J.R. Richard, August 1979: 0.67 ERA
Charlie Morton, April 2018: 0.72 ERA
Dallas Keuchel, April 2015: 0.73 ERA
Note that Gerrit Cole (0.96 ERA) and Justin Verlander (1.35 ERA) aren’t far behind. The five starters have allowed two runs or fewer in 15 of 20 games and the rotation ERA is 2.26 only because Lance McCullers had one blowup start during which he allowed eight runs.
Just like last season, Morton is throwing with elite velocity; his average fastball velocity of 96.3 mph ranks third among starters, behind Luis Severino and Noah Syndergaard. The one change from last year is that it looks like he’s throwing his four-seamer more and his sinker less. Maybe that’s why he’s throwing a higher percentage of his fastballs for strikes -- 69.2 percent, up from 61.5 percent -- which means he’s getting ahead in the count more often and then going to the off-speed stuff, which has translated to a higher swing-and-miss rate. As always, we’ll see if Morton has the durability to make 30 starts, as he’s qualified for the ERA title just once in his career. But it seems at age 34, he’s just hitting his peak.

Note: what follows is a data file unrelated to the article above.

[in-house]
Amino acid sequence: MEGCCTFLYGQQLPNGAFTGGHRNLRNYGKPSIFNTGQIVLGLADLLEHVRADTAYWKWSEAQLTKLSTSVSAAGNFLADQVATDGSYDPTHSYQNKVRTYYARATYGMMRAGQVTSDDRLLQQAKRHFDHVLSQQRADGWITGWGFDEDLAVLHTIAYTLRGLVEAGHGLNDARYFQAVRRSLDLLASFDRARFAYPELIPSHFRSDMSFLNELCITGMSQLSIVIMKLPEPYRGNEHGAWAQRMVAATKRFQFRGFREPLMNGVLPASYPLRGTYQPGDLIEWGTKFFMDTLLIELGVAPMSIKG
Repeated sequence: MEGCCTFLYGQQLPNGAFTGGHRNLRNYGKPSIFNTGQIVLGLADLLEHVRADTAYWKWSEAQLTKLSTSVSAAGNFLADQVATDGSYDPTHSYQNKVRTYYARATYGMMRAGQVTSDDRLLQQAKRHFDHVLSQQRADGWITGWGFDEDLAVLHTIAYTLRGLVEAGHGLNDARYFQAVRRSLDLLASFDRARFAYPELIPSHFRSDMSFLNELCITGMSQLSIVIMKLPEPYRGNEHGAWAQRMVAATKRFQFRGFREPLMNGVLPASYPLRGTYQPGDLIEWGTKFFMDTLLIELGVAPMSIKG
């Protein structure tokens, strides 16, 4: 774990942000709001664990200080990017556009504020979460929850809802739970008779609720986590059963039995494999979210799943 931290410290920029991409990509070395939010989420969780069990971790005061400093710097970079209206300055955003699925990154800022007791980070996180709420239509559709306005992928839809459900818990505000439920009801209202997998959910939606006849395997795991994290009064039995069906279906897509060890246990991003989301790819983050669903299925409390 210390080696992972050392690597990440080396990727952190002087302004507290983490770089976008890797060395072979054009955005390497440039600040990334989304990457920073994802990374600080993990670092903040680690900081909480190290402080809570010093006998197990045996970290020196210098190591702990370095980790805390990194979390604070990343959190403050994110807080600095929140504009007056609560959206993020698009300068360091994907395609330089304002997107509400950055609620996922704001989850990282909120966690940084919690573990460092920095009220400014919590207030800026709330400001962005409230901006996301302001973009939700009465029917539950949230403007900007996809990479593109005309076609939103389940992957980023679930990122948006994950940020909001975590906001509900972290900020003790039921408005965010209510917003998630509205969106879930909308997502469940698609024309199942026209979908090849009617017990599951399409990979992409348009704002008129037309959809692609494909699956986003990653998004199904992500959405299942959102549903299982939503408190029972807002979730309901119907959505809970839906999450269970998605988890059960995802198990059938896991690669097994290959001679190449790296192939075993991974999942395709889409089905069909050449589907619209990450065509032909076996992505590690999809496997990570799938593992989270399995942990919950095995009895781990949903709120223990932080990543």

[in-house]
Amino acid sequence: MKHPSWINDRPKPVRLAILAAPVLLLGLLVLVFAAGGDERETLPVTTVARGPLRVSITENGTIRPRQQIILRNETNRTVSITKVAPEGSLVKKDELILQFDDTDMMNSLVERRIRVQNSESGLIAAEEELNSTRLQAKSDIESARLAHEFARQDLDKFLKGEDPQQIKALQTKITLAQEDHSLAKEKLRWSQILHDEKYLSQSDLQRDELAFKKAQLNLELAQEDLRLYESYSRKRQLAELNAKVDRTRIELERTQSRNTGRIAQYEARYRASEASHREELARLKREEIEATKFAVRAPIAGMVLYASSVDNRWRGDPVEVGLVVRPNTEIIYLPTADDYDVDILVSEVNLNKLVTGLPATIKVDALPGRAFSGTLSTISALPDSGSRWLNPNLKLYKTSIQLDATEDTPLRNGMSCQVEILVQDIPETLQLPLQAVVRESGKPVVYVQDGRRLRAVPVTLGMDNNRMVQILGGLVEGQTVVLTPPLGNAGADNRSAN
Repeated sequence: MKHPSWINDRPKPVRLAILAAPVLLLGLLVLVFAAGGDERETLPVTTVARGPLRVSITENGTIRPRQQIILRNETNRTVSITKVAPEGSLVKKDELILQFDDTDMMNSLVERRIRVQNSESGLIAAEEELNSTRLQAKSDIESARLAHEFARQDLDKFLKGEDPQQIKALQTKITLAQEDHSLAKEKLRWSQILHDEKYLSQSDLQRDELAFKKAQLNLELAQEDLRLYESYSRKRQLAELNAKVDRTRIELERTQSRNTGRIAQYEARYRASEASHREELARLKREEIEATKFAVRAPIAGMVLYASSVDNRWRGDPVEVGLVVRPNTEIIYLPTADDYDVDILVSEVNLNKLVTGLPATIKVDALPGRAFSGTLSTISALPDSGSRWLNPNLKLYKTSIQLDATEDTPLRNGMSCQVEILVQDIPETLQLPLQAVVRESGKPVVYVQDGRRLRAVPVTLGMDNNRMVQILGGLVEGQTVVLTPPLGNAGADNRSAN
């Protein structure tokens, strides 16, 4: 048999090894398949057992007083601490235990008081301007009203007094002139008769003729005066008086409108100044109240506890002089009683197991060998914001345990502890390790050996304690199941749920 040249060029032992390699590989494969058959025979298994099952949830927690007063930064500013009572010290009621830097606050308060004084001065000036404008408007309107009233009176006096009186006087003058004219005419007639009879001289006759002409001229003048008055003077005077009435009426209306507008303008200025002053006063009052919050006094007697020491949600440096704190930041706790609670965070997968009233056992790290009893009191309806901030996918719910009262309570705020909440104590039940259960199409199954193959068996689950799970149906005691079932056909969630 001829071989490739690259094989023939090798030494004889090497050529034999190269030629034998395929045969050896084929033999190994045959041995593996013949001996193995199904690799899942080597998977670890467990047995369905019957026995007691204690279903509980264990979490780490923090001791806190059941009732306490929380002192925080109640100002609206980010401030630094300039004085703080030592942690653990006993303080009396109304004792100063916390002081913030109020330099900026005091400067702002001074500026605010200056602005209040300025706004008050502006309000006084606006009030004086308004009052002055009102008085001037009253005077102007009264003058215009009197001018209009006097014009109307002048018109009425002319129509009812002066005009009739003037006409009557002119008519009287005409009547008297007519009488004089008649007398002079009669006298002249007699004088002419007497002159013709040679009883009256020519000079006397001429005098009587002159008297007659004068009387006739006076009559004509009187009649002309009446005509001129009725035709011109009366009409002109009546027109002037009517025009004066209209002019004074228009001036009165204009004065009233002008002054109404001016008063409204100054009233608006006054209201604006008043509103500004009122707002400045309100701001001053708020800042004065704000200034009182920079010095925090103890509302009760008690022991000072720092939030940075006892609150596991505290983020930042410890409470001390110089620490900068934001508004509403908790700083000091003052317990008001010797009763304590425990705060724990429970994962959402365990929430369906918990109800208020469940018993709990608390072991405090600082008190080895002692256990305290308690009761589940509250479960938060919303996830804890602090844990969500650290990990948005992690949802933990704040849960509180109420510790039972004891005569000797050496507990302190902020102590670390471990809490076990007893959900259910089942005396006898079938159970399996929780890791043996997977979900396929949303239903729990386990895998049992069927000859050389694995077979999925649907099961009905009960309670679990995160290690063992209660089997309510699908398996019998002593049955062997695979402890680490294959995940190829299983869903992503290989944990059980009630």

Yankees beat Blue Jays, but ... The Yankees held on for a 4-3 victory in the first game of a big four-game showdown at Yankee Stadium. The key play came in the eighth, when the Jays were down 4-2 and loaded the bases with one out against David Robertson. Curtis Granderson hit a blooper into left-center, but Justin Smoak got a bad read from second base, and combined with his lack of speed, was held at third. Robertson then escaped with a strikeout of Randal Grichuk and a fly ball.
Not to beat a dead horse, but this all goes back to the starter not being able to give length. If you need to use every member of the bullpen, you are going to find the reliever who has an off night.— The Captain's Blog (@williamnyy23) April 20, 2018